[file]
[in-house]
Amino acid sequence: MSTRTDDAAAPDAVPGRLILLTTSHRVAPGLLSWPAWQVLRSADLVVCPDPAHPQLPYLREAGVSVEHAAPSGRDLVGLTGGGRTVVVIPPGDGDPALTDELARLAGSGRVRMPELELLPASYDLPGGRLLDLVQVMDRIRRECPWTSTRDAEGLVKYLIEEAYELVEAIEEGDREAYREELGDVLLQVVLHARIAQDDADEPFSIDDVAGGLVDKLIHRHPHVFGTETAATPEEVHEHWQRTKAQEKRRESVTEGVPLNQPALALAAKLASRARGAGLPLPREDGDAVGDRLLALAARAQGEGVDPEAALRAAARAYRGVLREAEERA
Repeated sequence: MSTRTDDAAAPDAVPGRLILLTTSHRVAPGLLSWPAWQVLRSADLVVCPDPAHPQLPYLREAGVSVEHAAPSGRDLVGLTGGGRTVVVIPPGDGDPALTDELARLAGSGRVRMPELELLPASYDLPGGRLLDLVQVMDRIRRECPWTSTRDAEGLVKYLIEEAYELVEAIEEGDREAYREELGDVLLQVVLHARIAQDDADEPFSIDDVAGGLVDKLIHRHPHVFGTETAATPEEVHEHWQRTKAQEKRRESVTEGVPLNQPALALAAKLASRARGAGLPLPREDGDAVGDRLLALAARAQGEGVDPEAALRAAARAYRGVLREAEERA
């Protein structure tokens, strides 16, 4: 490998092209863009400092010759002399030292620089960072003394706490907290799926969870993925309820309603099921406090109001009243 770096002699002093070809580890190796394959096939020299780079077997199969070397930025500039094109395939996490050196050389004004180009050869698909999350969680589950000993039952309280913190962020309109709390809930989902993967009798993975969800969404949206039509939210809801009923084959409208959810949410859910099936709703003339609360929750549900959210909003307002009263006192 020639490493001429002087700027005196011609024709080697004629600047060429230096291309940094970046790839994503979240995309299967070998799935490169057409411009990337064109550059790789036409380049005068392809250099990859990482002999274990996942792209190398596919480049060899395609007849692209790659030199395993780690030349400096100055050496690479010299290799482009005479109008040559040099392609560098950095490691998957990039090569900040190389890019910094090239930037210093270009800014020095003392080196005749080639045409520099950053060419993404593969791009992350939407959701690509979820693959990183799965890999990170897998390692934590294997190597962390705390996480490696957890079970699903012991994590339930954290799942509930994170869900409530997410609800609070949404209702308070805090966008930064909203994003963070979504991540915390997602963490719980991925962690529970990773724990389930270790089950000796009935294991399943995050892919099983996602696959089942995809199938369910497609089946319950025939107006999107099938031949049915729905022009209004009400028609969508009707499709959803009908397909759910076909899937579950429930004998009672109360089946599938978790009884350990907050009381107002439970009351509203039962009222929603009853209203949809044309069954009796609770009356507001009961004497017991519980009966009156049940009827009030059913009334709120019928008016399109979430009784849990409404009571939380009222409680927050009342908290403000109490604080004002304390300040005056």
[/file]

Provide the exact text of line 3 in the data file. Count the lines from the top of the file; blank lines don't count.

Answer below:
Repeated sequence: MSTRTDDAAAPDAVPGRLILLTTSHRVAPGLLSWPAWQVLRSADLVVCPDPAHPQLPYLREAGVSVEHAAPSGRDLVGLTGGGRTVVVIPPGDGDPALTDELARLAGSGRVRMPELELLPASYDLPGGRLLDLVQVMDRIRRECPWTSTRDAEGLVKYLIEEAYELVEAIEEGDREAYREELGDVLLQVVLHARIAQDDADEPFSIDDVAGGLVDKLIHRHPHVFGTETAATPEEVHEHWQRTKAQEKRRESVTEGVPLNQPALALAAKLASRARGAGLPLPREDGDAVGDRLLALAARAQGEGVDPEAALRAAARAYRGVLREAEERA